Most of the strap ties in this building were so badly misaligned that they had to be abandoned and replaced with the retrofit strap ties shown. Misaligned strap ties tend to be a recurring problem with tilt-up buildings. Corroded ledger bolts, fasteners, and water stains are an indication of past roof leaks and/or moisture problems.
Another view of the connection shown in the previous photo. The retrofit strap tie appears to have been installed "backwards", as the ledger bolt to which it is attached is to close to the 2x4 sub-purlin to allow it to be installed "correctly" per the assumed intentions of the engineer. It also appears that the retrofit strap may be missing a bolt.
Another badly misaligned and abandoned strap tie. All of these connections were originally covered up with the silver insulation paper shown, and could not be seen. Spider webs are also an indication of roof leaks and moisture problems.
Another misaligned and abandoned strap tie. In some cases, particularly in buildings with roofs that leak, the silver insulation paper shown can cause significant moisture problems in the area between the insulation paper and the plywood sheathing.
Another badly misaligned and abandoned strap tie. Note that the retrofit strap tie has been attached to a ledger bolt located about 5" from the 2x4 sub-purlin. Note the stained ledger and highly corroded ledger bolt caused by moisture trapped between the silver insulation paper (now removed) and the plywood sheathing.
View from below of the connection shown in the previous photo. This photo shows more clearly the eccentricity between the ledger bolt and the 2x4 sub-purlin, as well as how badly the original strap tie had been misaligned. Eccentric connections, like this one, will try to twist and pull the sub-purlin towards the ledger bolt when loaded, and were found to be a problem during the 1994 Northridge earthquake. Current codes and standards now require that eccentric connections be structurally justified. As a result, most connections are now designed to be concentric.
Another view of the connection shown in the previous two photos. Strap tie connections also tend to deform significantly when loaded. Excessive connection deformation can inadvertently subject the ledgers to cross grain bending and failures. Provisions established by the City of Los Angeles have substantially reduced the effective capacity of strap ties and other connection devices when used for wall anchorage installations in tilt-up buildings (and other buildings of similar construction) due to their flexibility.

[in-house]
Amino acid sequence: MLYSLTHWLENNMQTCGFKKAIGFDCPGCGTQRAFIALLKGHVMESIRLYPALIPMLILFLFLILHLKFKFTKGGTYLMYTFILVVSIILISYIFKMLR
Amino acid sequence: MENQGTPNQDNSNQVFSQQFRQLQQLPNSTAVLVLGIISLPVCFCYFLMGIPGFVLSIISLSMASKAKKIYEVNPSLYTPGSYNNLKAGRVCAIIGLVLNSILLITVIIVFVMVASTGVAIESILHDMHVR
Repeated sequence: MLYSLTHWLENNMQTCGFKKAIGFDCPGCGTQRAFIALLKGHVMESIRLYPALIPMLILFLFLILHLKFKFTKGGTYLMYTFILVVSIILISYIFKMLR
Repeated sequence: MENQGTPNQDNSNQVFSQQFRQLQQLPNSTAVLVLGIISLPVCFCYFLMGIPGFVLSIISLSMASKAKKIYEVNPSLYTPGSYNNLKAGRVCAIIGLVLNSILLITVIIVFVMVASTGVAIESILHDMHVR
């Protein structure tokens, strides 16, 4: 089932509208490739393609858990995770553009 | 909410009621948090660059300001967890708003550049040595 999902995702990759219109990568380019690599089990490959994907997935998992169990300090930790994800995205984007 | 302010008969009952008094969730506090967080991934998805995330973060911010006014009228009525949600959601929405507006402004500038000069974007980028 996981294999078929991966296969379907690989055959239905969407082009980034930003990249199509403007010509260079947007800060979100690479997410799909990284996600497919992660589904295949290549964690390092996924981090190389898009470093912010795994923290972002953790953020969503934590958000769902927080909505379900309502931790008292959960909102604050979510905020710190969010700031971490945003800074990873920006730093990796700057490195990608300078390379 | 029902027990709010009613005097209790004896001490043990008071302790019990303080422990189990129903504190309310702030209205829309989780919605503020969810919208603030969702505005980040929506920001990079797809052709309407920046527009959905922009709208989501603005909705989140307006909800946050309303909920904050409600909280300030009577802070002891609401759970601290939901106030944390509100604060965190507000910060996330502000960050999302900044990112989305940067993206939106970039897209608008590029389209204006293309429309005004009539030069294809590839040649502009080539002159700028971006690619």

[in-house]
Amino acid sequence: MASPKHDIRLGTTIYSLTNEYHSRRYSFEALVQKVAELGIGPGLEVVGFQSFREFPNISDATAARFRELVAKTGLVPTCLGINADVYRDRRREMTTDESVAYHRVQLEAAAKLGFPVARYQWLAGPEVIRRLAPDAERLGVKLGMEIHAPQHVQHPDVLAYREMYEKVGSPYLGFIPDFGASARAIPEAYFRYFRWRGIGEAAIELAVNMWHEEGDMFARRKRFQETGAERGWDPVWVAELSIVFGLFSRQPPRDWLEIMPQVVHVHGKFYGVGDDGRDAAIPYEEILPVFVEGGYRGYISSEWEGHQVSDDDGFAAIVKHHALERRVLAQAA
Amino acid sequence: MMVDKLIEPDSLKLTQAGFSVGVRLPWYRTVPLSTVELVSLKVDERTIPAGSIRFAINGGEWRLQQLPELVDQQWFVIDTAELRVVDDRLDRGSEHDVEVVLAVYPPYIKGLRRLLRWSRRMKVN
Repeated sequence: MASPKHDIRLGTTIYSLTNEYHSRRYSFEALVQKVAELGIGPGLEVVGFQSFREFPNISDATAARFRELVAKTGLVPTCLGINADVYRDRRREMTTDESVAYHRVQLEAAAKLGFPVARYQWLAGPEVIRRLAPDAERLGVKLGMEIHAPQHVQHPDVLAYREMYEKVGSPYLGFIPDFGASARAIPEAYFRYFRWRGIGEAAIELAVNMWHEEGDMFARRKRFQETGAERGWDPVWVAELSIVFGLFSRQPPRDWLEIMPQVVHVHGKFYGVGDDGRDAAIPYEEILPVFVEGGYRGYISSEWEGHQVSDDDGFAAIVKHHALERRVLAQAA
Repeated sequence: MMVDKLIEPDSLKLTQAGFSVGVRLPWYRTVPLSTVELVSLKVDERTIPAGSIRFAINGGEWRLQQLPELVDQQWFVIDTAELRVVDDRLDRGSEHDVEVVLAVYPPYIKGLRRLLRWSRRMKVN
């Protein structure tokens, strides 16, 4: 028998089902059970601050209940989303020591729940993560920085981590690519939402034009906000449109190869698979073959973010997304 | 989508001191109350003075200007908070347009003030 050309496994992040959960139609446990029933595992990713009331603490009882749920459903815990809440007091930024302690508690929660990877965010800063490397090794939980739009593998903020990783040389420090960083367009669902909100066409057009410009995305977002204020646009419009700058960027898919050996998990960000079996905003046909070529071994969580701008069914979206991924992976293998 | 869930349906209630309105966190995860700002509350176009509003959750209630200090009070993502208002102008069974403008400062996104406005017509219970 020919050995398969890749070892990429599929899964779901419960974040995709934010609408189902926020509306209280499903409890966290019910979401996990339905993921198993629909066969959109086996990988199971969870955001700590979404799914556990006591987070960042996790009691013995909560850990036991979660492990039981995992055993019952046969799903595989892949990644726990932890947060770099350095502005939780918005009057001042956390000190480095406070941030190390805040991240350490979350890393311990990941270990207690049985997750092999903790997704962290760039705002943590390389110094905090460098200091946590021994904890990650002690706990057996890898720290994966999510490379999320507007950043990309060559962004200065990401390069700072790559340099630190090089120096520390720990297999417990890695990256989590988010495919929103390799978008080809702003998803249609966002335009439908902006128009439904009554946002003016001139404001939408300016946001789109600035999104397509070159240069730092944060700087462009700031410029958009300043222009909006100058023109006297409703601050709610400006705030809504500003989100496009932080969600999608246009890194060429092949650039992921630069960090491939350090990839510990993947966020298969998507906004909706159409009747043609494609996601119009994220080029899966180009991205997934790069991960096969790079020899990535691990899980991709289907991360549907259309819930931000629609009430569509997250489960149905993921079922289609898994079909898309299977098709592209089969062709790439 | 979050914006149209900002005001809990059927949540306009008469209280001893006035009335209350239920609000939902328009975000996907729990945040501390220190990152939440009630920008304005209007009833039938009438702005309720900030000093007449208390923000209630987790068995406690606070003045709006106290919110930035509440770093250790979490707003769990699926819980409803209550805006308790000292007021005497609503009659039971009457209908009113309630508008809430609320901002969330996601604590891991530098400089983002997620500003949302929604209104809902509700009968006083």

A single sided strap tie at a glulam beam. The end bolt appears to be missing from this installation, while the first bolt appears to lack sufficient end distance to the top of the glulam beam. Note the bend in the strap tie as it comes out of the wall panel.
Another view of the glulam strap tie connection shown in the previous photo. In addition to the eccentricity between the glulam beam and strap tie, note the significant bend in the strap tie between the wall panel and the glulam beam. This connection would not be expected to perform well during an earthquake, as it is likely to deform significantly when loaded, and subject the ledger to cross grain bending.
During the retrofit of this building two adjacent purlins were found to have almost come out of their hangers. In this photo, the purlin only had about 1/4" of bearing engagement with the hanger. Marks on the purlin from the hanger would indicate that the hanger had moved or been pushed back from its original location about 2.5". These purlins were quickly shored, and the hangers re-positioned to their original locations, before the installation of the purlin wall ties were completed.
A dark photo of some varied strap tie installations. A horizontally oriented retrofit strap tie has been installed on the first purlin, while a typically installed strap tie is seen on the second purlin. The strap tie on the third purlin has been inclined so steeply that its end projects slightly below the bottom of the purlin. The literature of some manufacturers specify that such strap ties are to be installed at a maximum inclination of 2 degrees in order to develop full load capacity. The inclination of the strap tie on the second and third purlins appears to exceed the 2 degree limit.
This strap tie should have been installed as close to the bottom of the 2x4 sub-purlin as was possible. Instead, for no apparent reason, it was installed at such a steep inclination that it extends to the bottom of the purlin. Due to this inclination, the purlin will be subject to an upwards force component during an earthquake that, if not adequately restrained, will cause the purlin to lift up, resulting in damage.
A dark photo of a badly misaligned strap tie that was "creatively" bent in order to attach it to the 4x4 sub-purlin dragstrut element (next to the 2x4 sub-purlin). The excessive deformation or elongation this strap tie will undergo when loaded during an earthquake will essentially render this connection completely useless. Unfortunately, we find that connections like these are more common than they should be.